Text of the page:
Kiev — Every day, the news from Ukraine’s war torn eastern regions, Lugansk and Donetsk, seems to get worse. The death toll, now well over 200, is climbing as fighting between pro-Russian separatists and the Ukrainian Army continues. With the appearance of “Vostok” — a well-trained and armed militant group made up largely of Russian nationals — an end to the escalation does not seem to be in sight. It looks increasingly likely that the Ukrainian government may end up on the losing side.
Kiev is only about an hour flight from Donetsk or Lugansk, but in terms of the mood, it may as well be light years away. The summer weather has brought on a lighthearted vacation feel: couples cuddle on park benches, teenagers celebrate the end of the school year, and hardly a table remains empty in cafes’ outdoor verandas. The city has returned to business as usual.
But aside from the calm vacation-like atmosphere, there is something else different about the mood in Kiev today: wafting through the air, mixed in with the sweet scent of linden trees, is a sense of renewed optimism. “I see the potential in Ukraine,” says Yanna, a Ukrainian-American who spent fourteen years in Boston before returning to Ukraine three years ago. “I have to go back to the U.S. now, but I’d rather stay here,” she says as she takes another sip of coffee.
Yanna is not alone. Over the past few months, after the Maidan protests ended and conflict spread from Crimea to the East, I have heard Yanna’s story — a young, Western-educated Ukrainian returning to Ukraine — retold in various ways. In April, I met Tetiana, who, like Yanna, immigrated to the West as a teenager (Germany in her case) and then decided to return to Kiev permanently after participating in the Maidan protests. “I couldn’t just sit in Berlin cafes drinking lattes anymore. I had to be here in Kiev,” she told me back then.
Similar enthusiasm had followed the Orange Revolution ten years ago, but that elation quickly faded away as the Orange Bloc fell apart. By the time Viktor Yanukovych came to power in 2010, apathy had replaced revolutionary spirit.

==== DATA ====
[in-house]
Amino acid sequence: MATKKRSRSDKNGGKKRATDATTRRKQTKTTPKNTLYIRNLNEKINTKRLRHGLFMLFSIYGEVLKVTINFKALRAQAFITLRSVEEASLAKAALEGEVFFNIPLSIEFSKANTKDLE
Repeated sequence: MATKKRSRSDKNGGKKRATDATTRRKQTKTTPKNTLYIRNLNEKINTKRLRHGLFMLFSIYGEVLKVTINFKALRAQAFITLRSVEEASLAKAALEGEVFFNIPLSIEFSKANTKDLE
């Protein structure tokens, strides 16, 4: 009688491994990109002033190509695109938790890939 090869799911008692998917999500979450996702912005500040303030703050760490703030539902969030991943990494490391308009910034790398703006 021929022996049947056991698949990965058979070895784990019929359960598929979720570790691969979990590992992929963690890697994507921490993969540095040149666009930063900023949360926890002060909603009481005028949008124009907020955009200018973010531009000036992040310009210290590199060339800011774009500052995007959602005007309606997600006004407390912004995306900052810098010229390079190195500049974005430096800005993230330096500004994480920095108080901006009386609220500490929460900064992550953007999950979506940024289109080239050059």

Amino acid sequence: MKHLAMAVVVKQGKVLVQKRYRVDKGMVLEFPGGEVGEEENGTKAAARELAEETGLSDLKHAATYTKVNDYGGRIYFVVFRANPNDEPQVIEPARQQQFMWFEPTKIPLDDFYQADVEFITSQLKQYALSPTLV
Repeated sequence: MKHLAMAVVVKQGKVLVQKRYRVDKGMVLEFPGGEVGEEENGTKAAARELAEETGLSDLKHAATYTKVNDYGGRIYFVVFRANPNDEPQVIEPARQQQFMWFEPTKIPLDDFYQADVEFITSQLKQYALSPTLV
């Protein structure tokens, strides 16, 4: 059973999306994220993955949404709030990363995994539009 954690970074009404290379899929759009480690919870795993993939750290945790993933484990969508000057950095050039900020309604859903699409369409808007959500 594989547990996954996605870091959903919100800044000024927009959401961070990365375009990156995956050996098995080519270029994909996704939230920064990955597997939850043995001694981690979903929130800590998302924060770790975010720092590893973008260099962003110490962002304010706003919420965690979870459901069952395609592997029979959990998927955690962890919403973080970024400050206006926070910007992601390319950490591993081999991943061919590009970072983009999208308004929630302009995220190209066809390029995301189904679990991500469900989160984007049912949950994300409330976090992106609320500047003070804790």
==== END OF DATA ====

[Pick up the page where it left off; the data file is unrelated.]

“But that Maidan was different,” said Virginia, a western Ukrainian native, who was on the Maidan in 2004 and again in 2014 along with her husband. “Now, there is more awareness among Ukrainians to not repeat the same mistakes. I don’t think we will see a third Maidan anytime soon.” Virginia is also in her early thirties and speaks five languages. She spent several years working in Western Europe and lived in Canada, where her husband, Mykhaylo, completed his MBA. Mykhaylo now works at a large international consultancy in Kiev, but due to the war in the East, most of his projects are not based in Ukraine. He and Virginia are thinking about a potential offer that would take them to Scandinavia. But echoing Yanna, Virginia says that she would rather stay in Ukraine, “the next few years will be hard, I know that, but this is part of our democratization process. No matter what happens in Dontesk and Lugansk, there is too much potential here. For this reason, we need educated young professionals to stay in Ukraine.”
The stories of these few young educated Ukrainians may not yet indicate a broader societal trend, but they signal a profound shift in how Ukrainians are thinking about their role in their country’s future. A few years ago, many of these young people would have been looking for ways to get out, but now they are looking for ways to stay. This change, no matter how small, is a big step forward for Ukraine’s future and stability.